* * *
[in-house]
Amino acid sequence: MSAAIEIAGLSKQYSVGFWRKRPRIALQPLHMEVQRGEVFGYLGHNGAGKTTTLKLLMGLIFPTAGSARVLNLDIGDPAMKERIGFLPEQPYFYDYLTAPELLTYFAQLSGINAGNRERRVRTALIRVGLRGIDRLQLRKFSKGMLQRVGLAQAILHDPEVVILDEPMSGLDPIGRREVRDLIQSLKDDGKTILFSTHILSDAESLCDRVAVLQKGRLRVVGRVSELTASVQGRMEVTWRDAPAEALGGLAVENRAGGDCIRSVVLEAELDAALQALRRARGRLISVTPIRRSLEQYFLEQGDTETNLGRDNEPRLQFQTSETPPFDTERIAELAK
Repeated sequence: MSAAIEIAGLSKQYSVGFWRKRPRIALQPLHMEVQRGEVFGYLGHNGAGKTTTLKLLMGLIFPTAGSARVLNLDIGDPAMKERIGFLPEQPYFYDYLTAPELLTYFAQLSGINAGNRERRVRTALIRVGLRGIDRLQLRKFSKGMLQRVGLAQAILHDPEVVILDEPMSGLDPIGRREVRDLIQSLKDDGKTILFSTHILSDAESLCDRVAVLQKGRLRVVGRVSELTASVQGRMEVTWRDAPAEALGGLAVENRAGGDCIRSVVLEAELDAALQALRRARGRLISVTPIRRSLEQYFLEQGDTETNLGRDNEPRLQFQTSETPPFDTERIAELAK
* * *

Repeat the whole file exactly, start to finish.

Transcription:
[in-house]
Amino acid sequence: MSAAIEIAGLSKQYSVGFWRKRPRIALQPLHMEVQRGEVFGYLGHNGAGKTTTLKLLMGLIFPTAGSARVLNLDIGDPAMKERIGFLPEQPYFYDYLTAPELLTYFAQLSGINAGNRERRVRTALIRVGLRGIDRLQLRKFSKGMLQRVGLAQAILHDPEVVILDEPMSGLDPIGRREVRDLIQSLKDDGKTILFSTHILSDAESLCDRVAVLQKGRLRVVGRVSELTASVQGRMEVTWRDAPAEALGGLAVENRAGGDCIRSVVLEAELDAALQALRRARGRLISVTPIRRSLEQYFLEQGDTETNLGRDNEPRLQFQTSETPPFDTERIAELAK
Repeated sequence: MSAAIEIAGLSKQYSVGFWRKRPRIALQPLHMEVQRGEVFGYLGHNGAGKTTTLKLLMGLIFPTAGSARVLNLDIGDPAMKERIGFLPEQPYFYDYLTAPELLTYFAQLSGINAGNRERRVRTALIRVGLRGIDRLQLRKFSKGMLQRVGLAQAILHDPEVVILDEPMSGLDPIGRREVRDLIQSLKDDGKTILFSTHILSDAESLCDRVAVLQKGRLRVVGRVSELTASVQGRMEVTWRDAPAEALGGLAVENRAGGDCIRSVVLEAELDAALQALRRARGRLISVTPIRRSLEQYFLEQGDTETNLGRDNEPRLQFQTSETPPFDTERIAELAK